The episode “Nosedive” from the Netflix series Black Mirror (dir. Joe Wright, Netflix, UK, 2016) provides a dystopian version of a popular narrative about digital culture, according to which the ascent of social media marks the “feminization of the Internet,” its transformation from an open wilderness of hackers to a domesticated web of social performance and consumerism. This essay draws forward an argument implicit in “Nosedive”: social media use is a specific form of labor that Marxist feminists have taught us to call reproductive, the un- or underpaid labor sustaining domestic and social life (and thus also the global economy), which is compelled through normative idealizations that erase its status as labor. Reading the episode and the contemporary social media economy in dialogue with the Marxist feminist Wages for Housework movement, the essay argues that individual social media users’ unpaid digital labor—creating, sharing, and responding to content—sustains the platforms that extract their data as “surplus value.” It further draws on sociologist Erving Goffman’s account of “face-work” in order to clarify the way in which a person’s digital identity is produced in collaboration with others through ceaseless labors of interactive self-maintenance. This analysis foregrounds the limitations of Black Mirror’s political vision and reveals the political and theoretical resources provided by a materialist feminist critique of the tech economy.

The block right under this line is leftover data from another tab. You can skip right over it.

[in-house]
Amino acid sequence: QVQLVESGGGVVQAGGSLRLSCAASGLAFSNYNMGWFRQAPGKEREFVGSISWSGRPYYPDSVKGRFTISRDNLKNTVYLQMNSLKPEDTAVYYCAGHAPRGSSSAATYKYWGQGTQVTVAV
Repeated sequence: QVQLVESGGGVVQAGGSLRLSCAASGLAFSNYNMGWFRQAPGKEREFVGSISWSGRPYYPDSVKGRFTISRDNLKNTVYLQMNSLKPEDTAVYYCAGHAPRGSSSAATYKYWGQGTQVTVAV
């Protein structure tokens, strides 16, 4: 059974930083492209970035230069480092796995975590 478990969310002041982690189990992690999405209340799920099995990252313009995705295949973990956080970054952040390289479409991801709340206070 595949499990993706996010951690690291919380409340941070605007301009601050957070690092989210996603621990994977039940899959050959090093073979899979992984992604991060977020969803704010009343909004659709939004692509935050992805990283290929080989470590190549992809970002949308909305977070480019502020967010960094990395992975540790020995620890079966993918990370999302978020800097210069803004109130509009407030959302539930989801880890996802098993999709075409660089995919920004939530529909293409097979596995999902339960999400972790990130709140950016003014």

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Erin Greer; Wages for Face-Work: Black Mirror’s “Nosedive” and Digital Reproductive Labor. Camera Obscura 1 December 2020; 35 (3 (105)): 88–115. doi: https://doi.org/10.1215/02705346-8631571
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